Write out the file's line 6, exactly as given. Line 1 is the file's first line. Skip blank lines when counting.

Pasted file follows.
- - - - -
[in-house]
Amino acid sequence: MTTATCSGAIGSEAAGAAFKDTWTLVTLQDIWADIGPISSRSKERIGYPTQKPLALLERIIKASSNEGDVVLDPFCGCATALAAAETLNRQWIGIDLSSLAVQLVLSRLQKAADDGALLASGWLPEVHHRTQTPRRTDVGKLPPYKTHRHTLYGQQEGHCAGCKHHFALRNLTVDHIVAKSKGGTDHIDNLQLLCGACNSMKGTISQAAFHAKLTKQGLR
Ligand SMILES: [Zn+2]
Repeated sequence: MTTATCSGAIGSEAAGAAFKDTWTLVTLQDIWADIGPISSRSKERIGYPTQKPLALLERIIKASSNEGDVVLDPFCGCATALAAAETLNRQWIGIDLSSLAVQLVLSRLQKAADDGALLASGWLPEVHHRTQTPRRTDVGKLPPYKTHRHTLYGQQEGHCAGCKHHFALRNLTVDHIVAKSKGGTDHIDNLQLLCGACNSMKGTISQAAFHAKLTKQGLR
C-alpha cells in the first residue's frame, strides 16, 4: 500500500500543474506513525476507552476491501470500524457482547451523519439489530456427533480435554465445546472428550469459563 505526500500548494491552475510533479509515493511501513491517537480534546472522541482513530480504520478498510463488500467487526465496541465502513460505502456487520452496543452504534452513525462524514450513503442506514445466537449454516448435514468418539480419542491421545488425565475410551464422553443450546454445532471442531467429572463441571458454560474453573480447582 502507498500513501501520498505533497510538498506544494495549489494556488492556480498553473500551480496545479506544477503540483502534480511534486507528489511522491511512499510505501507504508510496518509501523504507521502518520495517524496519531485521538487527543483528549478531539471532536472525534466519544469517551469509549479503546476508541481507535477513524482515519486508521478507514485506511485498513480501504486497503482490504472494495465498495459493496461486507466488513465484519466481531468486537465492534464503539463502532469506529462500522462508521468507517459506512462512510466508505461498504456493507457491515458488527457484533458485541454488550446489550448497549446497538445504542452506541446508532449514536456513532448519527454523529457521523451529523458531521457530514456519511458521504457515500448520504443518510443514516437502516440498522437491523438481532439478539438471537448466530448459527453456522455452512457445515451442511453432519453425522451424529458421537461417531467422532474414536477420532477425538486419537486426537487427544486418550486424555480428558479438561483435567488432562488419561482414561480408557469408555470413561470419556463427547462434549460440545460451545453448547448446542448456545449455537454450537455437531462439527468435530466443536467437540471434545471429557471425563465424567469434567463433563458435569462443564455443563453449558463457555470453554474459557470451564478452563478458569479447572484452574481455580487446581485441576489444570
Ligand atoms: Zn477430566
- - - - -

Ligand atoms: Zn477430566